# Reducing Energy Loss the right way with a timer circuit ?

• I'm playing IC since.. dunno 5 - 6 month and i understand the mechanics of wires i think even with the changes to IC2 but there is something i noticed today.

I have this setup on an outpost of mine:

40 Solar Panels -> various Batboxes -> MFE ---------------longassgoldwire-------------> MFSU

However when i measure the EU on the goldwire i get 32 EU/t meaning i lost 8 EU/t which is 20%, now the maximum output of the MFE is 128EU/t but it sends what it gets i think instead of bigger,better 128ers.

Applying redstone to the MFE doesnt seem to help it just ends up full but still sends these low packages instead of a 128 EU/t burst thus reducing the energy loss in relation.

I thought of a solution for this with a timer circuit (rp) that lets the MFE charge for a short period, unload with 128EU/t then charge again, rinserepeat.

Is there a simpler way of forcing the MFE (or any storage device for that matter) to use their maximum output to minimize the relative EU loss ? Am i missing something ?

• Hooray the idiot discovered that LV Transformers send full packets! I leave this thread here as a testimonial for stupidity to remind me to think first next time hehe

Edit: I get very weird readings from the EU Reader leaving me to think i need an answer from you guys... does an MFE send full packages or not or is my reading wrong ? The wiki says the LV Transformer sends full packages, when measuring the EU i get (on an SMP server) 50 EU/t which is impossible (to much)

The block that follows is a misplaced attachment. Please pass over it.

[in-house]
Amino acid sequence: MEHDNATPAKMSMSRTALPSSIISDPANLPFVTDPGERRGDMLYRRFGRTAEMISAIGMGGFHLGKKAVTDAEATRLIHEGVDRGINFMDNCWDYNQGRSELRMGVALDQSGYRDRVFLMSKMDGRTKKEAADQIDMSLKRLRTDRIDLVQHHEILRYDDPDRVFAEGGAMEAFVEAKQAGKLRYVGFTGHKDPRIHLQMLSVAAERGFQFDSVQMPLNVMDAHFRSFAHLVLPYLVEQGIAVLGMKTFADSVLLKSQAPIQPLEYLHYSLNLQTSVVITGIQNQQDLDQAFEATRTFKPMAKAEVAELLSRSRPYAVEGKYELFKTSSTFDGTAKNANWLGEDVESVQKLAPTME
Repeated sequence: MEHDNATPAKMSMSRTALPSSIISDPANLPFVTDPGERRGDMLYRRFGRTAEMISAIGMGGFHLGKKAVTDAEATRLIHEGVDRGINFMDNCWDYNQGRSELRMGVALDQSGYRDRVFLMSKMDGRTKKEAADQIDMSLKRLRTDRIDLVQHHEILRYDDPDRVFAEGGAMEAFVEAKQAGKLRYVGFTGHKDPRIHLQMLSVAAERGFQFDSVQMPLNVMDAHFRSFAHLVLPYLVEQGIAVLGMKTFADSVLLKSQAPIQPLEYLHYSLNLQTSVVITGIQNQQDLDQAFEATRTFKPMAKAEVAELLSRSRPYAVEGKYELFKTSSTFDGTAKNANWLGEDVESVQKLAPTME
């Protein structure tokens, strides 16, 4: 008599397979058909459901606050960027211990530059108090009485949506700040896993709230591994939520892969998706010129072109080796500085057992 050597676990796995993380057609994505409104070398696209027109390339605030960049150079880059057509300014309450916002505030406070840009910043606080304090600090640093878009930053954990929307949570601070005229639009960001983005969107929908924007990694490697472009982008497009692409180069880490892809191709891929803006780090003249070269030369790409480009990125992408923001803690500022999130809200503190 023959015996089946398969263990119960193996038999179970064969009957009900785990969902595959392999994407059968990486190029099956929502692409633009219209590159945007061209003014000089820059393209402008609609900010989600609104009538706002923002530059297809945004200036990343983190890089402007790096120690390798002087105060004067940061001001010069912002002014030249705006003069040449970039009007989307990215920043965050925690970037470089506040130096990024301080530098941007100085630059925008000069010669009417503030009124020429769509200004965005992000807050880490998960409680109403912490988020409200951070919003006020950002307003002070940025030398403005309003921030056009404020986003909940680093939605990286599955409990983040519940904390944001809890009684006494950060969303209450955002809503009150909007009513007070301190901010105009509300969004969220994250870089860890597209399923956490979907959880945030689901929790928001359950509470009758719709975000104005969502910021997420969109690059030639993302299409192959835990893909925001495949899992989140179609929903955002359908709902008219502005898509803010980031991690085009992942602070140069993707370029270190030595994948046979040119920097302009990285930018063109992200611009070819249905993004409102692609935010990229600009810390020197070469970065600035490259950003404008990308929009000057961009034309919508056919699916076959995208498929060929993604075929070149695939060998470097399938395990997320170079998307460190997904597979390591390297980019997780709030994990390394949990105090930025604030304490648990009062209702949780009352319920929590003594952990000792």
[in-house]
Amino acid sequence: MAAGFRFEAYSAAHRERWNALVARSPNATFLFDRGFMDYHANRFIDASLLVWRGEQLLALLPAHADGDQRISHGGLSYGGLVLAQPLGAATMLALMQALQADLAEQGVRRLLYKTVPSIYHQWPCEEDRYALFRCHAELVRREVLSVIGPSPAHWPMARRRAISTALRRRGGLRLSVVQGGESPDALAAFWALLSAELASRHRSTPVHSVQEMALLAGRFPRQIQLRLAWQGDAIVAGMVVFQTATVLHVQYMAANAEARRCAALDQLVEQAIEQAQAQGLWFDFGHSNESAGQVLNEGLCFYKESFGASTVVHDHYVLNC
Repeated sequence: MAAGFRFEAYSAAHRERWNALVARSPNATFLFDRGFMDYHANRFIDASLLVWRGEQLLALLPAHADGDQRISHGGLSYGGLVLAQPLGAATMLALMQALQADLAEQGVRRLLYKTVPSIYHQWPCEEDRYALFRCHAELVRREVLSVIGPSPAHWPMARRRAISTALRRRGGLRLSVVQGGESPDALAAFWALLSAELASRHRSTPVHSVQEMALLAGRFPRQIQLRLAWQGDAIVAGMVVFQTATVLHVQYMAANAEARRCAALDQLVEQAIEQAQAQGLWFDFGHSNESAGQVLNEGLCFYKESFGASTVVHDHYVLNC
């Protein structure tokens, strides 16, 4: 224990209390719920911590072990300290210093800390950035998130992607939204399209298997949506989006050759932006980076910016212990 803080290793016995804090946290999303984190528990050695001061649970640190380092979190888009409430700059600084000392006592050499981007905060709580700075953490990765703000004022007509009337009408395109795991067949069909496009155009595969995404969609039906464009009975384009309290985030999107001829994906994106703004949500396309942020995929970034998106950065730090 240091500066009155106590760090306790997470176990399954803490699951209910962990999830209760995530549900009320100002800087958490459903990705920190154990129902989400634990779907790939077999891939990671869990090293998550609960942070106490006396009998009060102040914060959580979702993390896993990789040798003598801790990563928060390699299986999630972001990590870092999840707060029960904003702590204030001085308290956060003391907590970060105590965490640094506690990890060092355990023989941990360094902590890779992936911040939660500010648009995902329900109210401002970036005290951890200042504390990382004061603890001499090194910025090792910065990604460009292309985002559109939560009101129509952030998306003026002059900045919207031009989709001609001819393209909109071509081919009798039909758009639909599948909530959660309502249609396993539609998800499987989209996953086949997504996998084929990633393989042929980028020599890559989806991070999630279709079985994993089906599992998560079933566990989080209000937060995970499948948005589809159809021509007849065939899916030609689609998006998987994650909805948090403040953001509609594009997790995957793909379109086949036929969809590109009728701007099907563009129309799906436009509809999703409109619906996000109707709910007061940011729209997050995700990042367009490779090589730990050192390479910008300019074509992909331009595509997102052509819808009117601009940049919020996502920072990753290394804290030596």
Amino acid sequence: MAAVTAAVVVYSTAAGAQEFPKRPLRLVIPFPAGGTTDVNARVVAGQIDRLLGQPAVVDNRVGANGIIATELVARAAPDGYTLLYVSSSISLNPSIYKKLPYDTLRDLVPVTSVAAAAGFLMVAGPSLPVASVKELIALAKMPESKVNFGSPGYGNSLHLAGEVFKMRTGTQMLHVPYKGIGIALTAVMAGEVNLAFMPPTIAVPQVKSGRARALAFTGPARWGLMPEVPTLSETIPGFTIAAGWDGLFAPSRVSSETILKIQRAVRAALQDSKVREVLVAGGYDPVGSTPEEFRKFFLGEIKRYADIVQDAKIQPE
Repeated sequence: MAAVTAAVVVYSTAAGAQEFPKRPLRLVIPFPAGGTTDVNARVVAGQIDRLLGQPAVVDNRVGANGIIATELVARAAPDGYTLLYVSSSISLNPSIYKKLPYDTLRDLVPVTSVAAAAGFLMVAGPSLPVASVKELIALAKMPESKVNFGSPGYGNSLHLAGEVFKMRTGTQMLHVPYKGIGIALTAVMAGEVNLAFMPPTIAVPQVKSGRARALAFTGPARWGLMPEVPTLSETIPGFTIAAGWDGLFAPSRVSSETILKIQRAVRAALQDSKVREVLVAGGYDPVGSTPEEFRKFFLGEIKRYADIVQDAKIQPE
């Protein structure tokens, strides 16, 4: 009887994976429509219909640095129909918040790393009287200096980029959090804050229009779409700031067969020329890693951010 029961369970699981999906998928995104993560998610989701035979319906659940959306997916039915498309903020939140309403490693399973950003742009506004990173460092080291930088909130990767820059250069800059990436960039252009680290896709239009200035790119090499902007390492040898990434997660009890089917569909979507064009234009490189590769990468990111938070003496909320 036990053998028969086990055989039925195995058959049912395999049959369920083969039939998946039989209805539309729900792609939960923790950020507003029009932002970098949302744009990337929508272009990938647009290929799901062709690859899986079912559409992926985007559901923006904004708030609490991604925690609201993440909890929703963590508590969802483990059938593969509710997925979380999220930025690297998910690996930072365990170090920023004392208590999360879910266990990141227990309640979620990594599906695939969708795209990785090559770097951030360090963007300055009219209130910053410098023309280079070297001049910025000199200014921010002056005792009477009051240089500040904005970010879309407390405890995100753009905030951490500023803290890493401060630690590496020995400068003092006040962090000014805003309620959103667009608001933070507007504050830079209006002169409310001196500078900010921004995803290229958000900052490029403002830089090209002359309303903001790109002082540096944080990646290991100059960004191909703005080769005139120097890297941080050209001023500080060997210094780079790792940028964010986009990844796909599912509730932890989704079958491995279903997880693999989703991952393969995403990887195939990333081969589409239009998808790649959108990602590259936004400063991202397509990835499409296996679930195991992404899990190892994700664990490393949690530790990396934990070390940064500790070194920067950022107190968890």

• click really fast, keep clicking fast. Eventually you'll notice a string of 0 and 32/128/512/2048 EU packets (or possibly one of the later numbers divided by 2,3,4 etc) When you're clicking fast enough you can capture a small enough number of frames to actually see the size of the packet; otherwise you're seeing an /average/.

Unsupported Meme

• click really fast, keep clicking fast. Eventually you'll notice a string of 0 and 32/128/512/2048 EU packets (or possibly one of the later numbers divided by 2,3,4 etc) When you're clicking fast enough you can capture a small enough number of frames to actually see the size of the packet; otherwise you're seeing an /average/.

This.

I use a macro to right click fast. I can right click so fast that no matter what rate of output i get i see 0 between packets. So if a line is constantly occupied by 32 EU/t packets i manage to see 1 - 2 zero EU readings in between